On July 8th, The New Yorker published a short piece by Adam Entous, under the graphic above, titled "The Maps of Israeli Settlements That Shocked Barack Obama." In the article, Entous purports to tell us the heretofore unknown inside story of how the Obama administration came to the surprising realization that Israeli settlements were taking over the West Bank. In the kind of irony The New Yorker might best appreciate, the magazine's latest promotional tag line is: "Fighting Fake Stories With Real Ones," and this Adam Entous article is the epitome of fake.
As Entous narrates it, in 2015, the third year of Obama's second term, as his "Presidency was winding down," a gentleman called Frank Lowenstein--who was, and still is, the Special Envoy for Israeli-Palestinian Negotiations and Senior Advisor to the Secretary of State--stumbled upon a map of West Bank settlements "that he had never seen before." Though Lowenstein--as, you know, Special Envoy for Palestinian Negotiations and all--had seen "hundreds of maps of the West Bank" and had one "adorning" his office, this "new map in the briefing book" was a revelation to him. It showed clearly that "not only were Palestinian population centers cut off from one another but there was virtually no way to squeeze a viable Palestinian state into the areas that remained."
Shocked, shocked, Lowenstein scurried off to show the map to Secretary of State John Kerry, telling him: "Look what's really going on here." After studiously having the map's information "verified by U.S. intelligence agencies," Kerry then unfurled the map on a coffee table in the White House for President Obama to see. As Ben Rhodes, "one of Obama's longest-serving advisers," recounted, Obama, too, was "shocked" at Israel's "systematic" use of settlements to "cut off Palestinian population centers from one another."
All of this shock was then translated into action. Of the rhetorical sort. Kerry "incorporated [the key findings] into "speeches and other documents, and Lowenstein "walk[ed] [the Israelis] through" those findings--though he "didn't show the maps to the Israelis." (Because what? He didn't want to "shock" them? Didn't want to make the case to them too strongly, lest it upset them? Didn't want to have to apologize? [see below] Pause for a moment, or more, to consider that demurral, which remains unexplained by Entous or Lowenstein. It's the kind of withholding of information one would do in the face of an innocent child one wants to protect, or in the face of a more powerful superior one does not want to annoy. What is the place for such reticence in the relation between the United States and Israel?)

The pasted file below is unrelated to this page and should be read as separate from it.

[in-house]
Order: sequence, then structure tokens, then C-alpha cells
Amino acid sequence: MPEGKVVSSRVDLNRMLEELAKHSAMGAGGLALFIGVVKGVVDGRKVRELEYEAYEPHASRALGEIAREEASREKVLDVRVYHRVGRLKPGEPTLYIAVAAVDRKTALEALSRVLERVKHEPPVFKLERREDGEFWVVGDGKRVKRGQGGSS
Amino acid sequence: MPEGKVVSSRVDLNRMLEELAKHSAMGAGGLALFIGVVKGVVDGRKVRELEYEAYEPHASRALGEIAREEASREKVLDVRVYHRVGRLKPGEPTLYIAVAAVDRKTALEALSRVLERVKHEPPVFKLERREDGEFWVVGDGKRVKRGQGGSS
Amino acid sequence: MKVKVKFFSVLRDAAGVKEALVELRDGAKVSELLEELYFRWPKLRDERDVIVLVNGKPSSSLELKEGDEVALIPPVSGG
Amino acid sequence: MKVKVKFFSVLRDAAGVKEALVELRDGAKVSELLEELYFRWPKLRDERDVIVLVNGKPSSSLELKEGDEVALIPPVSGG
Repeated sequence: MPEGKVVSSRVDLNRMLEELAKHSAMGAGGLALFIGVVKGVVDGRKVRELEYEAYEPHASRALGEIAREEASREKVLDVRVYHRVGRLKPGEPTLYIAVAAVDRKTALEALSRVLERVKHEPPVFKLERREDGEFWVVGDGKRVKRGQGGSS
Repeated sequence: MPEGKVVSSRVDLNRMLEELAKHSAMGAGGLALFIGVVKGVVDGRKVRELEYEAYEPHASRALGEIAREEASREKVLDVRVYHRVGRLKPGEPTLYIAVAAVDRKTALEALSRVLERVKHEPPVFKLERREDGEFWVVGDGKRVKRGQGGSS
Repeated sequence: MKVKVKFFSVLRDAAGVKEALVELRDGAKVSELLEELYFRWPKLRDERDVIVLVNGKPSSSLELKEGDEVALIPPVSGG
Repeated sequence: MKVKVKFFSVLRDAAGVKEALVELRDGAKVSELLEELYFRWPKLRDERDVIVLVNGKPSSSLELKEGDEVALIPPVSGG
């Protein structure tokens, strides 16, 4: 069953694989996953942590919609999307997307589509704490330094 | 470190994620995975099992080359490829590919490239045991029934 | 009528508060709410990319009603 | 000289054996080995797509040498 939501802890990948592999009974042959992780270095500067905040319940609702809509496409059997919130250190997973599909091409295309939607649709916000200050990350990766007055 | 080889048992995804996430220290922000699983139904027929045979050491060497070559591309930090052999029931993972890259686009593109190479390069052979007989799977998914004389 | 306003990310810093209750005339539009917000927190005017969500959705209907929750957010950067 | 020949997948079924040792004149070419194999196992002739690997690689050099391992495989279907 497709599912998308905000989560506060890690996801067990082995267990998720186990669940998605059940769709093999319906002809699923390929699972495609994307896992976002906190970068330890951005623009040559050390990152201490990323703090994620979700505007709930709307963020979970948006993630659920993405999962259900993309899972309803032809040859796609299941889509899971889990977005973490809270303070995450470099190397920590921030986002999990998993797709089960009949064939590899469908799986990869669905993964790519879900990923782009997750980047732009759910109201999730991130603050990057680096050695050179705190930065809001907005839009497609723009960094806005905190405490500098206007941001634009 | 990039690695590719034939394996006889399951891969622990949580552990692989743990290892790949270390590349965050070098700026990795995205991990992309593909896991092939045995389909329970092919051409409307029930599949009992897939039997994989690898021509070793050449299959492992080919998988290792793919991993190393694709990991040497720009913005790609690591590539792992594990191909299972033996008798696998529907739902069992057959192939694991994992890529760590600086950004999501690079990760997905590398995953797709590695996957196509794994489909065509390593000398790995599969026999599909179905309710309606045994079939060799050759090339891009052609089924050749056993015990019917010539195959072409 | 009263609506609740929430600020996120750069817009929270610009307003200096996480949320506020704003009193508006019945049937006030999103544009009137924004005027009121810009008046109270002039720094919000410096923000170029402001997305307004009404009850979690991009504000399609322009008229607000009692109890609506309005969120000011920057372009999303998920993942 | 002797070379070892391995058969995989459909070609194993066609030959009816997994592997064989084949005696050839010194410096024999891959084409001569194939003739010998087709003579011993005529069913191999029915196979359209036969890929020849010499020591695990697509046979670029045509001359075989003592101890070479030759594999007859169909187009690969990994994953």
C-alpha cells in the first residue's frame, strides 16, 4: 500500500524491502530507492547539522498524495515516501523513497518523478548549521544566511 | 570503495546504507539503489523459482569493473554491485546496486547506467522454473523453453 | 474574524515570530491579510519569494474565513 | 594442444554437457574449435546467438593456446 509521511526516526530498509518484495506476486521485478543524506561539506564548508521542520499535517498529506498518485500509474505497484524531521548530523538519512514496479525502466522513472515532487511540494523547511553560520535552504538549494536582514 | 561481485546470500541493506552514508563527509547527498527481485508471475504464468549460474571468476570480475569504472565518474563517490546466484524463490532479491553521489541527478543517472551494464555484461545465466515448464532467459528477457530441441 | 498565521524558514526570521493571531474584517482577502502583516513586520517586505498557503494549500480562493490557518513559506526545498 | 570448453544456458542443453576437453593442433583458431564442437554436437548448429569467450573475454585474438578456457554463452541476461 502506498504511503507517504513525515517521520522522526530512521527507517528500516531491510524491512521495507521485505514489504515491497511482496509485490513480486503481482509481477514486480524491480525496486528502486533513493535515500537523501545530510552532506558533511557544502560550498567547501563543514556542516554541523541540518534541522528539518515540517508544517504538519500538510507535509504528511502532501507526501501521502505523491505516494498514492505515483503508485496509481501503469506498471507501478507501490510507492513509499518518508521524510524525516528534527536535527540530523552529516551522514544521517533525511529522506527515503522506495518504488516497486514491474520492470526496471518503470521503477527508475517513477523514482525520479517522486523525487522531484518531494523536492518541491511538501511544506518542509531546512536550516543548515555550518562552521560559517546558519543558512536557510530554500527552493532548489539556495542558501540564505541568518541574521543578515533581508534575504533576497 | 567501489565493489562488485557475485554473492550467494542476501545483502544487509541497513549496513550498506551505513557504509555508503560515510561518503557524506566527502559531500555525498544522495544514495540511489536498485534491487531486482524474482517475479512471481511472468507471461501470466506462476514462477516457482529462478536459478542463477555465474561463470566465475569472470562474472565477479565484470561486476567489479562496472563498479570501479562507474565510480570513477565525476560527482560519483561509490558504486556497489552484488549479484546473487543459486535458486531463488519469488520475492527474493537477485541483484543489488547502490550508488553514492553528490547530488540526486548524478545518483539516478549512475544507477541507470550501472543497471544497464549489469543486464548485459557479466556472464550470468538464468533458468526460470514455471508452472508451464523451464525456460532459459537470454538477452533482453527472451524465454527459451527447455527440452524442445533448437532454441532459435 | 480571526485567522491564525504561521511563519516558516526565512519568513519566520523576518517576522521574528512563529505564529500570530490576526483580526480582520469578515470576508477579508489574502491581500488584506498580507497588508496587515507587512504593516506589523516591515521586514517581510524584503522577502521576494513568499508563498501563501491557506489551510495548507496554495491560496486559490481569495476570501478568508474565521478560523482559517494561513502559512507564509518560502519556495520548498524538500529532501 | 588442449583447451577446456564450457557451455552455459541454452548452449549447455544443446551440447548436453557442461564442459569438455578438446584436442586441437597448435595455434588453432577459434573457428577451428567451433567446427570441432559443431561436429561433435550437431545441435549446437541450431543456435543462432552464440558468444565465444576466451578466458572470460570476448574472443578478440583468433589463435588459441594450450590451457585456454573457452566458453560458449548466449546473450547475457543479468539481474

Capping off this new wave of decisive rhetorical action, driven by the "alarm" over what he saw in the "maps" (now plural), President Obama "decided to abstain on a U.N. Security Council resolution condemning the settlements." In the true punchline of the article, Entous presents this abstention as "Obama's final act of defiance against Benjamin Netanyahu"before Donald Trump took office and put in place policies that were far more accepting of the settlers."
All in all, this article presents a perfect exemplar of ideological production: it produces without recognizing the bizarre, nearly delusional aspects of liberal ideology in its current state; for the author and his likely readers, it shows the faults of that mindset but does not see them, and in fact turns them into a story re-confirming the virtue of those--whether author, reader, or subject of the story--who hold that mindset. It's not only fake; it's a fake-out.
Let's walk through all the possible meanings of this article.